Smear Tests

Cervical screening (smear test) is not a test for cancer. It is a method of preventing cancer by detecting and treating early abnormalities which, if left untreated, could lead to cancer in a woman's cervix.

Helping you to understand

At Gynae Solution, we will use plain language to explain what you have, what the treatment options are and what your prognosis is in terms you can understand.

Who should have a smear test?

Women aged between 25 and 64 years old should have a smear test every 3 to 5 years to help prevent cervical cancer. The screening is quick and painless and can be done here in the clinic.

Whatever the outcome of your smear test, remember that cervical cancer is one of the only cancers that can be prevented.

However much you do not like the thought of going for a smear rest, this quick and simple test could be a lifesaver and you should always take advantage of it.

Smear tests saves lives. However huge numbers of young women in the world that are still frequently missing their smear test. It’s estimated that if all eligible women attended their screening regularly, 83% of cervical cancer cases could be prevented.

A smear test is a painless test performed in just a few minutes.

Why are women under 25 and over 65 years old not required to have a smear test?

There are different reasons, depending on your age. For example:

For women under the age of 25, changes in the cervix are normal. If they were thought to be abnormal this could lead to unnecessary treatment which could have consequences for women's childbearing. Any abnormal changes can be easily picked up and treated from the age of 25. Rarely, younger women experience symptoms such as unexpected bleeding or bleeding after intercourse. In this case they should see a healthcare professional for advice.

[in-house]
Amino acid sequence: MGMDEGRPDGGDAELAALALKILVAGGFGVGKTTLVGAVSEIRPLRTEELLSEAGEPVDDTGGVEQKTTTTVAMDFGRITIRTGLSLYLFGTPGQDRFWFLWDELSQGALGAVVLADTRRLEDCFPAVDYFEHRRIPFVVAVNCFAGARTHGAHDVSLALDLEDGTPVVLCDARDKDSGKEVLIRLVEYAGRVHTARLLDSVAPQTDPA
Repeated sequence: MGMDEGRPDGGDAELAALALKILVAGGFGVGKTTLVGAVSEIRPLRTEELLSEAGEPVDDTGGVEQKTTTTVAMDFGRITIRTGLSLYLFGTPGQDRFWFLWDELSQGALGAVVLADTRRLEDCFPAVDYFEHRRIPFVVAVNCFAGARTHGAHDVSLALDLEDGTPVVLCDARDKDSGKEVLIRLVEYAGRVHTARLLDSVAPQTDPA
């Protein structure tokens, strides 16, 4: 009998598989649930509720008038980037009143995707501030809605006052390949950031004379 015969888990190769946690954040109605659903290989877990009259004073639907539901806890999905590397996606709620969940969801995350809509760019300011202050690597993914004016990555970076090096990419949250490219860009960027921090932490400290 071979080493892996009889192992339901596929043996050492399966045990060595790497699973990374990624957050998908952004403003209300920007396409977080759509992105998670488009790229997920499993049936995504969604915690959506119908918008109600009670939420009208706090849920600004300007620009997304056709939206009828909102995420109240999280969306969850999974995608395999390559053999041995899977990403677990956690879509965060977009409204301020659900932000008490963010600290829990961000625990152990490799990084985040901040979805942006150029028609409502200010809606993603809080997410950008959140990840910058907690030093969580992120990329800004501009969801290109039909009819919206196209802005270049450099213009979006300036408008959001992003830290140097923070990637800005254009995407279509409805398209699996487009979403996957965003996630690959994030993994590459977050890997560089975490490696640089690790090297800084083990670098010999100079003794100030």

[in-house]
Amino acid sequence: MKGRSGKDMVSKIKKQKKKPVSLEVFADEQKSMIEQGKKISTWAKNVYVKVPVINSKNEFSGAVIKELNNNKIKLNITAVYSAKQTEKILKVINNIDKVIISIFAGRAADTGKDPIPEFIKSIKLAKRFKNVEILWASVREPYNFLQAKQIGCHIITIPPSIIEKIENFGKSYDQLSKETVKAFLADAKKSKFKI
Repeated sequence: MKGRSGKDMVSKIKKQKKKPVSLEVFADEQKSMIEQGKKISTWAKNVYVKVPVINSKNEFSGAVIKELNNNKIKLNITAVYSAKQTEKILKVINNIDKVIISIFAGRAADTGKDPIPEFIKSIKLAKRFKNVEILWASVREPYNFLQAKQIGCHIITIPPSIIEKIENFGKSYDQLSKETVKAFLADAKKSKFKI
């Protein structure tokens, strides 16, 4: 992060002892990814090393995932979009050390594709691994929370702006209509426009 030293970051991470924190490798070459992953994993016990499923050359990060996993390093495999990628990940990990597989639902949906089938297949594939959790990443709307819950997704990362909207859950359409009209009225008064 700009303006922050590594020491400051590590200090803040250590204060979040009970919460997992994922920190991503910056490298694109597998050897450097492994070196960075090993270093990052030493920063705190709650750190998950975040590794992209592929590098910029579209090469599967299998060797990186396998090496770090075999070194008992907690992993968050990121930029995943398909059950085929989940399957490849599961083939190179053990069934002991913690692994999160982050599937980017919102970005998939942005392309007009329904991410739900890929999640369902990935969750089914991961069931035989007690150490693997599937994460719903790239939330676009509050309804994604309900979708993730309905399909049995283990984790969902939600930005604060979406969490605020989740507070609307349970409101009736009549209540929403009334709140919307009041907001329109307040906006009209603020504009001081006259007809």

Women aged 65 and over who have had three consecutive negative results are usually not required to have any further smear tests. The natural history and progression of cervical cancer means it is highly unlikely that such women will go on to develop the disease. 

Listening to you

It's important to find a consultant who will listen to your concerns to help explain and answer any questions you might have.

How should I prepare for a smear test?

It is best to book your smear test for mid-cycle – around a week after your period has ended. The test can be carried out at any point of the month, apart from during your period.

We recommend that you avoid using spermacides, lubricants, pessaries and ointments for a few days before the test.

What happens during a smear test?

A smear tests takes about five minutes. A speculum is inserted in your vagina to gently hold it open. A nurse or doctor will use a small brush to take a sample of some cells on your cervix. The sample will be sent to a laboratory for examination under a microscope.

Smears performed by Gynae Solution are tested for both the presence of high risk HPV subtypes and abnormal cells using liquid based cytology in all women over 25 (Dual Testing). Under the age of 25, the HPV testing will only be carried out if there are any abnormal cervical cells found.

What happens after a smear test?

Your results will be available within a week or two. 

With Dual Testing, there are several different results that can arise. For example:

  • routine recall at 3 or 5 years depending on your age for normal results
  • repeat in 3 months for an inadequate sample
  • repeat in 12 months if HPV positive with normal cells
  • or referral to Colposcopy if HPV positive with abnormal cells present

Your result report will contain the appropriate recommendation for you depending on the result.

Colposcopy is a specific appointment with a Gynaecologist who will conduct a thorough examination of the cervix under magnification and advise you if any follow up procedures are needed.

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